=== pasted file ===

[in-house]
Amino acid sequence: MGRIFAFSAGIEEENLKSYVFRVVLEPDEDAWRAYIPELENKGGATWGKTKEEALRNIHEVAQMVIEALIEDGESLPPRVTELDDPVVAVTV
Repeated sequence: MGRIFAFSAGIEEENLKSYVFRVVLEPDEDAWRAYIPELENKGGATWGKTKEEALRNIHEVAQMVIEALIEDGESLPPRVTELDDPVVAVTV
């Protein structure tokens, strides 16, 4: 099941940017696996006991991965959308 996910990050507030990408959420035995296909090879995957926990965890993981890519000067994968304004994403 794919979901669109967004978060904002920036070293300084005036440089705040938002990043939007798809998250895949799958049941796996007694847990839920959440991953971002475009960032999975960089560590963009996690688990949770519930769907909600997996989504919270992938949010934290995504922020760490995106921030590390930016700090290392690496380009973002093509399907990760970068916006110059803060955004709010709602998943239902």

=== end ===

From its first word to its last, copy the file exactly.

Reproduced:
[in-house]
Amino acid sequence: MGRIFAFSAGIEEENLKSYVFRVVLEPDEDAWRAYIPELENKGGATWGKTKEEALRNIHEVAQMVIEALIEDGESLPPRVTELDDPVVAVTV
Repeated sequence: MGRIFAFSAGIEEENLKSYVFRVVLEPDEDAWRAYIPELENKGGATWGKTKEEALRNIHEVAQMVIEALIEDGESLPPRVTELDDPVVAVTV
């Protein structure tokens, strides 16, 4: 099941940017696996006991991965959308 996910990050507030990408959420035995296909090879995957926990965890993981890519000067994968304004994403 794919979901669109967004978060904002920036070293300084005036440089705040938002990043939007798809998250895949799958049941796996007694847990839920959440991953971002475009960032999975960089560590963009996690688990949770519930769907909600997996989504919270992938949010934290995504922020760490995106921030590390930016700090290392690496380009973002093509399907990760970068916006110059803060955004709010709602998943239902």